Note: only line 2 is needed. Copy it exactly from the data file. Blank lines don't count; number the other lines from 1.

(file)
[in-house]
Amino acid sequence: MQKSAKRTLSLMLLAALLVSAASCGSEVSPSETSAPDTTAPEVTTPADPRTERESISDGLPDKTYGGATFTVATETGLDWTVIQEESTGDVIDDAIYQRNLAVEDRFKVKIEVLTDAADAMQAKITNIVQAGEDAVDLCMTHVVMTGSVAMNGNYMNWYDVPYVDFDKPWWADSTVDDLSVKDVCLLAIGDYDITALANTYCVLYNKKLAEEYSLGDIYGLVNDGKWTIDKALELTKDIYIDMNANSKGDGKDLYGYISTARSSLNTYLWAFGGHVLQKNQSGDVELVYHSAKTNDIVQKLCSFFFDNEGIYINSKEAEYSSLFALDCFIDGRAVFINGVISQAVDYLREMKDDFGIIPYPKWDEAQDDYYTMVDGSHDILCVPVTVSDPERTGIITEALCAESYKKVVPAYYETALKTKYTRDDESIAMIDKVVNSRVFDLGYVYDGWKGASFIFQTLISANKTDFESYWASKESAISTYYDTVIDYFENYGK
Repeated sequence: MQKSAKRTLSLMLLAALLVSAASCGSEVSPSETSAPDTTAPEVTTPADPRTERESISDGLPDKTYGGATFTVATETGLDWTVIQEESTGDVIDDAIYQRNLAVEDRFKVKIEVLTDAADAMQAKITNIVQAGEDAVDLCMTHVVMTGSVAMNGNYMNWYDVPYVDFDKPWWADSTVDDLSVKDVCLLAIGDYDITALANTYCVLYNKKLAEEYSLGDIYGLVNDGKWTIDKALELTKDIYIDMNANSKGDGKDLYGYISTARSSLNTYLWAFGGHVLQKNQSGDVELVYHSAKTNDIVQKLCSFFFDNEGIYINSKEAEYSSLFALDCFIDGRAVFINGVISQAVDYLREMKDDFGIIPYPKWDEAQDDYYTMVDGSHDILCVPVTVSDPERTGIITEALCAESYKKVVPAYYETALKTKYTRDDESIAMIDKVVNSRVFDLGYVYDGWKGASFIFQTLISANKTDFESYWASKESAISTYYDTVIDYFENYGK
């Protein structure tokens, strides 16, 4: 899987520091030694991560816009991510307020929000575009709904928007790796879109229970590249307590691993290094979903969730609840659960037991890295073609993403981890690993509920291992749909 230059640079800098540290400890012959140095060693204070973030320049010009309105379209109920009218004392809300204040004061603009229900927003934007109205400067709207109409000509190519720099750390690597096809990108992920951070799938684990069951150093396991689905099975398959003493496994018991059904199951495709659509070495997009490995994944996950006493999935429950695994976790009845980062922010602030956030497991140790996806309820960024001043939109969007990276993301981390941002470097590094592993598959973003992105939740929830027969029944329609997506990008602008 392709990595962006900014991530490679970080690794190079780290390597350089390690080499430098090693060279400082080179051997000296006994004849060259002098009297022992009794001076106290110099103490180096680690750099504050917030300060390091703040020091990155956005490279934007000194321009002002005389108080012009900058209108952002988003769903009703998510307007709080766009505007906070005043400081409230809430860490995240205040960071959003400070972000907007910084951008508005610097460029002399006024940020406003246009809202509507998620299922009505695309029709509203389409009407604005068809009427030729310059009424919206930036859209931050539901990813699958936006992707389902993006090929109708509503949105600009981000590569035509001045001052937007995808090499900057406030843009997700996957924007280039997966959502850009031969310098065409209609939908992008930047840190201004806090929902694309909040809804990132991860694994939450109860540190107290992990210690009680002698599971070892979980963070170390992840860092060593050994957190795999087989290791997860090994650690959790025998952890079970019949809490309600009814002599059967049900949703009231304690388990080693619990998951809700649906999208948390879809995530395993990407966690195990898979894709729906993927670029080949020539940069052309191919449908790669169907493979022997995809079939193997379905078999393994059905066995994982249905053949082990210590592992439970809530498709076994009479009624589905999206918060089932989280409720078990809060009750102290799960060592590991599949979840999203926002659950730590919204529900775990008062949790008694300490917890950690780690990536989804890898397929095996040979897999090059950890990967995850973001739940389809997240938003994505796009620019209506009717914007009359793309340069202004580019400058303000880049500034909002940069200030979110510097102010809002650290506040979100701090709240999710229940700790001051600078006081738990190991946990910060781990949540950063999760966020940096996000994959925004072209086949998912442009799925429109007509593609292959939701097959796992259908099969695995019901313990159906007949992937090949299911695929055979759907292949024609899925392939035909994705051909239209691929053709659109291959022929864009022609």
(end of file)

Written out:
Amino acid sequence: MQKSAKRTLSLMLLAALLVSAASCGSEVSPSETSAPDTTAPEVTTPADPRTERESISDGLPDKTYGGATFTVATETGLDWTVIQEESTGDVIDDAIYQRNLAVEDRFKVKIEVLTDAADAMQAKITNIVQAGEDAVDLCMTHVVMTGSVAMNGNYMNWYDVPYVDFDKPWWADSTVDDLSVKDVCLLAIGDYDITALANTYCVLYNKKLAEEYSLGDIYGLVNDGKWTIDKALELTKDIYIDMNANSKGDGKDLYGYISTARSSLNTYLWAFGGHVLQKNQSGDVELVYHSAKTNDIVQKLCSFFFDNEGIYINSKEAEYSSLFALDCFIDGRAVFINGVISQAVDYLREMKDDFGIIPYPKWDEAQDDYYTMVDGSHDILCVPVTVSDPERTGIITEALCAESYKKVVPAYYETALKTKYTRDDESIAMIDKVVNSRVFDLGYVYDGWKGASFIFQTLISANKTDFESYWASKESAISTYYDTVIDYFENYGK